"Dark Fate" serves as a direct sequel to the two original "Terminator" flicks, disregarding the confusing timelines created in the three middle entries and spinoff series. Even though Hamilton said the script wasn't finished when she signed on, she said seeing how the characters had changed over time in the new storyline ultimately drew her in.
Linda Hamilton has no problem saying hasta la vista to the last three "Terminator" films.
"I am living this quiet, lovely life that doesn't involve being a celebrity, and you really have to think, do I really want to trade that in again for another 15 minutes?" "I gave it probably six weeks of intense thinking and consideration before deciding to do it. I wasn't sure if I wanted to. I didn't want it to look like a shameless money grab," she said.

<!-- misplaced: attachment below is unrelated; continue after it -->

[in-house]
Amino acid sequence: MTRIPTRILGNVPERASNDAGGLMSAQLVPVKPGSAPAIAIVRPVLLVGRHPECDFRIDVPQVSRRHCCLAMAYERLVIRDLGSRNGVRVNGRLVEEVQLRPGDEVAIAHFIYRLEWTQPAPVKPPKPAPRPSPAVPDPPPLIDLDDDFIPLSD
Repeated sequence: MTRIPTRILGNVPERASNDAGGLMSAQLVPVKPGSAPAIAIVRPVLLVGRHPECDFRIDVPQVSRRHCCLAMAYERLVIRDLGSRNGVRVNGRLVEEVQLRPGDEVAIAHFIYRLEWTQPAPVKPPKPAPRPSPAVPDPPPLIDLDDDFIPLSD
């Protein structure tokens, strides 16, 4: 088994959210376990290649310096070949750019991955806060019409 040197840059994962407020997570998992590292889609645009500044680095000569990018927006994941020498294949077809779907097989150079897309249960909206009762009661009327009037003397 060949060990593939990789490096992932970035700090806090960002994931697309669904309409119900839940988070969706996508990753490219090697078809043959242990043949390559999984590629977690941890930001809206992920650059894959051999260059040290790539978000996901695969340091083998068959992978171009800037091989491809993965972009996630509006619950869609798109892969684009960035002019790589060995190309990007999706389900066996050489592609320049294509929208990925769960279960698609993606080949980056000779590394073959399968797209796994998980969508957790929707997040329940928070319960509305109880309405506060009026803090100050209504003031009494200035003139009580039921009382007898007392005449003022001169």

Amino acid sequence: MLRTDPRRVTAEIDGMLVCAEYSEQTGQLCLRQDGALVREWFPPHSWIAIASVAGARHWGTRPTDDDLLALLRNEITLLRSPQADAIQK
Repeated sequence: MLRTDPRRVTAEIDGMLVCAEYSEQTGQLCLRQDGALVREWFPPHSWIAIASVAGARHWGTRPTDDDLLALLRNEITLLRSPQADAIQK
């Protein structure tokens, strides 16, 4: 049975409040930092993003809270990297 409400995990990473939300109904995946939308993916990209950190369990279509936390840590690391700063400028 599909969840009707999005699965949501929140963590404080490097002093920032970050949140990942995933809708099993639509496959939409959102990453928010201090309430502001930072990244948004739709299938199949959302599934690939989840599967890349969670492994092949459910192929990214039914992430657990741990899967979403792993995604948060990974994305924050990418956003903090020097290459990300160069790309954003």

As for appearing in future "Terminator" entries, Hamilton has a plan, saying. "I'm going to fake my own death so I don't have to do another one."” />
"They're very forgettable, aren't they?" she said to Variety's Marc Malkin at CinemaCon on Thursday.
She originated the role of Sarah Connor in "The Terminator" in 1984 and reprised it in "Terminator 2: Judgement Day" in 1991, but has since only lent her voice to the franchise for "Terminator: Salvation" in 2009. Hamilton helped promote "Terminator: Dark Fate," the sixth entry in the franchise and her return to the series after more than 25 years. While "Terminator 3: Rise of the Machines," "Salvation" and "Terminator: Genisys" averaged $275 million at the overseas box office, they were largely ignored by U.S. auds and panned by critics.
"You start something and you're invested in the franchise, but somehow the characters that you care about weren't there. Too many people, too many story points. So I think we've done a good job of narrowing down the focus again so it will echo the first two films," she said.
She also revealed she hesitated at first to return to the series.